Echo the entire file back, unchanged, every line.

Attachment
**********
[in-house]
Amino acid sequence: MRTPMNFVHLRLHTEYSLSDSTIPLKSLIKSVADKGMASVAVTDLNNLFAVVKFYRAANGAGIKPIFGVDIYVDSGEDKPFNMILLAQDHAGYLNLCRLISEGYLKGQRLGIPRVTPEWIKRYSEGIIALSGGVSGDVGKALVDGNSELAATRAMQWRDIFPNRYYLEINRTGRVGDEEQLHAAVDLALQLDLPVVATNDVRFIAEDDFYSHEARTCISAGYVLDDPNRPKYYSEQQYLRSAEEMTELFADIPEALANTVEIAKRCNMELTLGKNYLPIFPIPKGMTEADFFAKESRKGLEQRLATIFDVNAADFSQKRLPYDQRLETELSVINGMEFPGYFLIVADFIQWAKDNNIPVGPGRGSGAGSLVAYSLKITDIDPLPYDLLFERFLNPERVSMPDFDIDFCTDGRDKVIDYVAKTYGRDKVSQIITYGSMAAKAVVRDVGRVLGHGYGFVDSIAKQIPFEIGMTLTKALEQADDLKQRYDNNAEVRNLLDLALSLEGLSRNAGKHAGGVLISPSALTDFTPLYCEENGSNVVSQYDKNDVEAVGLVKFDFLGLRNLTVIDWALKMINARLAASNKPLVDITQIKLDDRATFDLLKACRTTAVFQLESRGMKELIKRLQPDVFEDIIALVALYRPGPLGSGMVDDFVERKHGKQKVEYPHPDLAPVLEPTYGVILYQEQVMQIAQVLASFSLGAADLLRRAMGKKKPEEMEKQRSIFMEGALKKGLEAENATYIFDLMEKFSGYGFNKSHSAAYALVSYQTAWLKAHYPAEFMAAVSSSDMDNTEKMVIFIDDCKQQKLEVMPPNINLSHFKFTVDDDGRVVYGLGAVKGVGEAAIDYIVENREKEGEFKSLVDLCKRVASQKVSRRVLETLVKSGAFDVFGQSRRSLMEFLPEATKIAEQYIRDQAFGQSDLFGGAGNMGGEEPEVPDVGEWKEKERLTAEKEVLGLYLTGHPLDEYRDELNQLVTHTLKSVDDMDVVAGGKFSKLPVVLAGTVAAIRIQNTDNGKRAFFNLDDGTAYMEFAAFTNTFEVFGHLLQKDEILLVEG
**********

[in-house]
Amino acid sequence: MRTPMNFVHLRLHTEYSLSDSTIPLKSLIKSVADKGMASVAVTDLNNLFAVVKFYRAANGAGIKPIFGVDIYVDSGEDKPFNMILLAQDHAGYLNLCRLISEGYLKGQRLGIPRVTPEWIKRYSEGIIALSGGVSGDVGKALVDGNSELAATRAMQWRDIFPNRYYLEINRTGRVGDEEQLHAAVDLALQLDLPVVATNDVRFIAEDDFYSHEARTCISAGYVLDDPNRPKYYSEQQYLRSAEEMTELFADIPEALANTVEIAKRCNMELTLGKNYLPIFPIPKGMTEADFFAKESRKGLEQRLATIFDVNAADFSQKRLPYDQRLETELSVINGMEFPGYFLIVADFIQWAKDNNIPVGPGRGSGAGSLVAYSLKITDIDPLPYDLLFERFLNPERVSMPDFDIDFCTDGRDKVIDYVAKTYGRDKVSQIITYGSMAAKAVVRDVGRVLGHGYGFVDSIAKQIPFEIGMTLTKALEQADDLKQRYDNNAEVRNLLDLALSLEGLSRNAGKHAGGVLISPSALTDFTPLYCEENGSNVVSQYDKNDVEAVGLVKFDFLGLRNLTVIDWALKMINARLAASNKPLVDITQIKLDDRATFDLLKACRTTAVFQLESRGMKELIKRLQPDVFEDIIALVALYRPGPLGSGMVDDFVERKHGKQKVEYPHPDLAPVLEPTYGVILYQEQVMQIAQVLASFSLGAADLLRRAMGKKKPEEMEKQRSIFMEGALKKGLEAENATYIFDLMEKFSGYGFNKSHSAAYALVSYQTAWLKAHYPAEFMAAVSSSDMDNTEKMVIFIDDCKQQKLEVMPPNINLSHFKFTVDDDGRVVYGLGAVKGVGEAAIDYIVENREKEGEFKSLVDLCKRVASQKVSRRVLETLVKSGAFDVFGQSRRSLMEFLPEATKIAEQYIRDQAFGQSDLFGGAGNMGGEEPEVPDVGEWKEKERLTAEKEVLGLYLTGHPLDEYRDELNQLVTHTLKSVDDMDVVAGGKFSKLPVVLAGTVAAIRIQNTDNGKRAFFNLDDGTAYMEFAAFTNTFEVFGHLLQKDEILLVEG